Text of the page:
In the course of a normal week I write three blogs, run an accounting practice, jog three hours, lift 3 hours, and read 3 or 4 books. I have thousands of books in my home and read countless more from the library. Some weeks I read fewer books, some weeks none at all, but I still spend plenty of time reading online and during the course of my work.
How can someone read so darn much while running a business and keeping his body fit? You smokin’ somethin’ WA? No, I am not smoking something. Besides, I always understood cocaine was supposed to keep you going until it burns you out and I don’t do that either. (Can you smoke cocaine?)
There is some truth about my sleep habits. During a normal week I sleep approximately 30-40 hours and meditate 10 hours. Meditation time can happen while walking or while sitting in a quiet room alone.
So let’s add up the numbers. There are 168 hours to a week the last time I checked. For arguments sake we will say I sleep 40 of those hours and meditate 10. I spend 40 hours dealing with issues in my tax practice and another 25 hours writing blog posts. Exercise takes another 10 hours (3 hours running; 3 hours lifting; 4 hours light aerobic). Mrs. Accountant and the junior accountants get 20 or so hours of my life each week. That leaves over twenty hours for reading and research. In fairness I sometimes read at the office (okay, I read a lot at the office).
There is one thing missing from my normal week compared to the average Americans’ life: TV. I watch limited amounts of TV and do not play video games or Pokémon. Any TV I watch is either background noise or educational videos. On rare occasion I will think through a problem while playing a mind numbing computer card game.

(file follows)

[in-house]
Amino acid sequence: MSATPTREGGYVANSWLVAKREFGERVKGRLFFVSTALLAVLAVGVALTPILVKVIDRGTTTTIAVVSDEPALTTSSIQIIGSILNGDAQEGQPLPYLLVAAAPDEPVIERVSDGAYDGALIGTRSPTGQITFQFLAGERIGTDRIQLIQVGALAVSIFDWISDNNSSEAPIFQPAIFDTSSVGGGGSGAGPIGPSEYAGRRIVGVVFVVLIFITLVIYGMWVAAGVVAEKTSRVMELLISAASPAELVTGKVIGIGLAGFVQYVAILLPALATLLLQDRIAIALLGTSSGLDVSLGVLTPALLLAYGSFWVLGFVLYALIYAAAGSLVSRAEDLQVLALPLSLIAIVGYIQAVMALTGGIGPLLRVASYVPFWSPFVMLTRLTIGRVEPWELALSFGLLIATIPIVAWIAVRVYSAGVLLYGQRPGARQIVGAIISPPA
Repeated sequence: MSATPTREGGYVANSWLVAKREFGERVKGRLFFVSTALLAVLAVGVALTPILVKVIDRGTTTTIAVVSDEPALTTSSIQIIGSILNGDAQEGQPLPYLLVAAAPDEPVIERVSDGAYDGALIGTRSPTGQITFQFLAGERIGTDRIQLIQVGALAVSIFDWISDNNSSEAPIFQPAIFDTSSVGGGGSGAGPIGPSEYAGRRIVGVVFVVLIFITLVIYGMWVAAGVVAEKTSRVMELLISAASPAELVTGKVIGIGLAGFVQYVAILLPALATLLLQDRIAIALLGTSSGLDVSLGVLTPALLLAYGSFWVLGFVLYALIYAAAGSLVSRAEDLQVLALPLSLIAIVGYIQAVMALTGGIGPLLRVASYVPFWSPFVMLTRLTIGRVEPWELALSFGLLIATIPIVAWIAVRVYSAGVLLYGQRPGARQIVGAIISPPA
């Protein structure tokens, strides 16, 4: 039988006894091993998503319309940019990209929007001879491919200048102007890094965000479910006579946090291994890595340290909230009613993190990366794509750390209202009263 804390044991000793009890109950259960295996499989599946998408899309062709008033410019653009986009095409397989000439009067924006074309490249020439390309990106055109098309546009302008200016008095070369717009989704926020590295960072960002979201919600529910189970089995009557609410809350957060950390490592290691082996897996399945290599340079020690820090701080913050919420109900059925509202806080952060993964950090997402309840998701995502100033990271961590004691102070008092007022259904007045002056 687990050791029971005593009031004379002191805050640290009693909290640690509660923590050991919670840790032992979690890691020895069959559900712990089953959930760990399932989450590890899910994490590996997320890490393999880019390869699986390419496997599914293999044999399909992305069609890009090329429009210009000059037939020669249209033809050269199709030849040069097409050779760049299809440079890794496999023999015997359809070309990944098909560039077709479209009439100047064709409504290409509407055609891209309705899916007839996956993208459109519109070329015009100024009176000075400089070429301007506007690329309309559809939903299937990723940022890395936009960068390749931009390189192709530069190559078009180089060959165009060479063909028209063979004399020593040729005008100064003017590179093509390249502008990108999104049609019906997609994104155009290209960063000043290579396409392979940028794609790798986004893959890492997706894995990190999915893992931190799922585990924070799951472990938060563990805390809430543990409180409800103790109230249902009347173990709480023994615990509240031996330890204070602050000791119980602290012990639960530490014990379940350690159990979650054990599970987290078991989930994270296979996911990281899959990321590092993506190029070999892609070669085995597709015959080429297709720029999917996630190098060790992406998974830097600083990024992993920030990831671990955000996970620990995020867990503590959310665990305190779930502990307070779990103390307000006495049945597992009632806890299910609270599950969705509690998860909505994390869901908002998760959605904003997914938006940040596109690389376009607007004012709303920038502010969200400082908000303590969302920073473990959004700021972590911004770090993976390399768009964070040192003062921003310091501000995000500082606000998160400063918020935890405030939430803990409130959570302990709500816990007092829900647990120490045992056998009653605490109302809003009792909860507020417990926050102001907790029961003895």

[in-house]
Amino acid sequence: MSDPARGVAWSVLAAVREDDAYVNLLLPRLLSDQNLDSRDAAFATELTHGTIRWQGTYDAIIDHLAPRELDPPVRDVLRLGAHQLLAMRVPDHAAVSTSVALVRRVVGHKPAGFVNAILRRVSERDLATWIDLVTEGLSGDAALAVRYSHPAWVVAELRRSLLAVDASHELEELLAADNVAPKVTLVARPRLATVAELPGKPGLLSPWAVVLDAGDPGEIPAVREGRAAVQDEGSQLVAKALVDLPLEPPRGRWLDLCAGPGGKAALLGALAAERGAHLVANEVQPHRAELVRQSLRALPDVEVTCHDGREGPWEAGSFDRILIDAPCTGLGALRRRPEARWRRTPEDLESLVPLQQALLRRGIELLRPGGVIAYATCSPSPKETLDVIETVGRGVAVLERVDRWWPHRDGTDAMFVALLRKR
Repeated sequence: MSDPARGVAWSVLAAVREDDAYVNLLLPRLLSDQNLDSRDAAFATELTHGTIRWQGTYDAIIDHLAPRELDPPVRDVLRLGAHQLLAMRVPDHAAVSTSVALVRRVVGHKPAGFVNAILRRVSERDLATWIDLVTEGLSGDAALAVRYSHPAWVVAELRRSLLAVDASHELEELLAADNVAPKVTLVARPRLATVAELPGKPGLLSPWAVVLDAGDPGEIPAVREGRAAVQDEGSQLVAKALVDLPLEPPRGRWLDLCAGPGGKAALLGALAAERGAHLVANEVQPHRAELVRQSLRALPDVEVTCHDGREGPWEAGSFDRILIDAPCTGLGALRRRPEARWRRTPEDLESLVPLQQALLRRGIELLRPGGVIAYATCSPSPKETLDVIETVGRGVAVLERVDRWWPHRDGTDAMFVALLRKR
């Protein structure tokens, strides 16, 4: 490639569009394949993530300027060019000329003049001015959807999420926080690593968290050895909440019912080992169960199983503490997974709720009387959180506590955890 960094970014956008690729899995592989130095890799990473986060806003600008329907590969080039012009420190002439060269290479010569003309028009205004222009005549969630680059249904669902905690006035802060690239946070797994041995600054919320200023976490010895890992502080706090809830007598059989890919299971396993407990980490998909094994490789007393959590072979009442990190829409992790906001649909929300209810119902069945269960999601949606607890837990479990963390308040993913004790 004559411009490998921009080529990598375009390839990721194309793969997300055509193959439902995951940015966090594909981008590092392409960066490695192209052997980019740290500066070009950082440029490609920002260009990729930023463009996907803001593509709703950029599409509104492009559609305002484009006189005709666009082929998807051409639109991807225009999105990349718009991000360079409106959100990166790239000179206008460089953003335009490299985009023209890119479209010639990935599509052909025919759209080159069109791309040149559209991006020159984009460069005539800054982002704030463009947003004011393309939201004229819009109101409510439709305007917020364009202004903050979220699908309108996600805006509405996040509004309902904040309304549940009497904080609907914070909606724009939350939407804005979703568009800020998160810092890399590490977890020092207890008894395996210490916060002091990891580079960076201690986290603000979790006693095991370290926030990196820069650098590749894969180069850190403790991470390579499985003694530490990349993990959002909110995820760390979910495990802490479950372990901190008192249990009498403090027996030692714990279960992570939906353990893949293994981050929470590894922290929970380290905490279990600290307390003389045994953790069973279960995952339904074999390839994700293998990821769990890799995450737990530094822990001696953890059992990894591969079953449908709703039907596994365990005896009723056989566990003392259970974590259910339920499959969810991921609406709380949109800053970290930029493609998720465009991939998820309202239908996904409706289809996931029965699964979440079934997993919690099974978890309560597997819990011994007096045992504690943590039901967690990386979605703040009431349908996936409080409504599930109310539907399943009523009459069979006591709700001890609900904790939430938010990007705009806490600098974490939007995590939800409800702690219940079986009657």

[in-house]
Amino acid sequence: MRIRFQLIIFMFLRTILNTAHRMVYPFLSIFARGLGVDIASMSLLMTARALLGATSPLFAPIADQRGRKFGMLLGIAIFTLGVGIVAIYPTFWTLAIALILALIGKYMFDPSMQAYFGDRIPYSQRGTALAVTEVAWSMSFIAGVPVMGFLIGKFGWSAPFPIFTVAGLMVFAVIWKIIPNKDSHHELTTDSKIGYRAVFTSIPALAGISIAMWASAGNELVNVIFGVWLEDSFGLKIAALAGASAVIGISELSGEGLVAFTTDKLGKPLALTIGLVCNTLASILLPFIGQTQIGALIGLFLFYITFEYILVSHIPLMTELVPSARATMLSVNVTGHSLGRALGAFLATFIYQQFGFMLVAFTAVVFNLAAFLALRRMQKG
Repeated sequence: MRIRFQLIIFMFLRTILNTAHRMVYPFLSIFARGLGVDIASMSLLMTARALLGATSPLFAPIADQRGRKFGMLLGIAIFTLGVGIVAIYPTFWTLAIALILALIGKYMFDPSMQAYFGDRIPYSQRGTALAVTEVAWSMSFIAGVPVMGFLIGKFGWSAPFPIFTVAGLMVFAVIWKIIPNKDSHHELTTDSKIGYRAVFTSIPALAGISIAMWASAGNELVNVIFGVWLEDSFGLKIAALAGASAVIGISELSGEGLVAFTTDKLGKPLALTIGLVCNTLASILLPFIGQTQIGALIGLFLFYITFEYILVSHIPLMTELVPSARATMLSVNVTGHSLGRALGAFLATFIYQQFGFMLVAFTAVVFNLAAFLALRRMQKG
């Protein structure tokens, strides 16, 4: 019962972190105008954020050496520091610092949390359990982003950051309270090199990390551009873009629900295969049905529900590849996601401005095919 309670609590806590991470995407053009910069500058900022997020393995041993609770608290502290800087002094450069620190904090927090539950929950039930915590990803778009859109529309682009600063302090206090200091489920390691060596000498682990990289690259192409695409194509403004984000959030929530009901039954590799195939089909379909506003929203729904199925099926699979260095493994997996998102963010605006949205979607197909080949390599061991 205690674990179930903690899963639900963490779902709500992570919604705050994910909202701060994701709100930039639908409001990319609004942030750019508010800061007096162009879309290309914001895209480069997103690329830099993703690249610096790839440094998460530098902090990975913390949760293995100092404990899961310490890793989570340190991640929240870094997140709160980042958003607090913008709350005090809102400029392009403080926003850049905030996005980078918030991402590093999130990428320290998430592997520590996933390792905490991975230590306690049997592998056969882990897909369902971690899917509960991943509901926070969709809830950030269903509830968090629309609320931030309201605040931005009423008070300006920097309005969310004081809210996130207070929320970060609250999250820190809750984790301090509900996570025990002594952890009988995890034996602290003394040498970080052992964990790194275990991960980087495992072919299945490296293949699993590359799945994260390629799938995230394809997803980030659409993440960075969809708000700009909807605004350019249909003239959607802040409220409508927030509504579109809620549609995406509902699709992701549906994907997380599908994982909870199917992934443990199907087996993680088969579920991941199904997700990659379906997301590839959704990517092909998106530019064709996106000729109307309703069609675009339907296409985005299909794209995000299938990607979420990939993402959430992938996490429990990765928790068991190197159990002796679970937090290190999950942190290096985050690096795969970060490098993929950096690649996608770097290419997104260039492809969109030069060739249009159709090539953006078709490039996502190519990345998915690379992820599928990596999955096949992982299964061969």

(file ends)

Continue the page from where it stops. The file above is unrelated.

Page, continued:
How the Wealthy Spend Their Time
Most weeks I do not finish four books. Over the course of a year I read 100-120 books, a bit over two books on average. Some weeks go by without any book completed. This week I drove a stake through The Fountains of Paradise, by: Arthur C. Clark; Meditations, by: Marcus Aurelius; The Fortress in Orion, by: Mike Resnick; and The Obstacle is the Way, by: Ryan Holiday. The remarkable thing about this week’s reading list is two novels are in the batch. Novels are less than 20% of the books I read and rarely for pleasure only. Novels I read generally illustrate a lesson I want to learn. For example: A Man in Full, by: Tom Wolfe is a great novel about Stoic living. A recent documentary mentioned a space elevator and The Fountains of Paradise, hence the addition to this week’s reading list.
Some books have more meaning than others. I have read Meditations online, but wanted a copy to take with me to read when I have a few minutes available. Meditations is the kind of book you read again and again. It is a short book, but takes time to read as each passage has meaning requiring reflection.
Therein lies a truth. There is a direct negative correlation between how much TV you watch per week and your income. The wealthiest people in our society watch modest amounts of television and what they do watch tends to be educational videos. Meaningful books are the one alternative to TV that will affect your income positively. What you learn from books has a direct application to real life.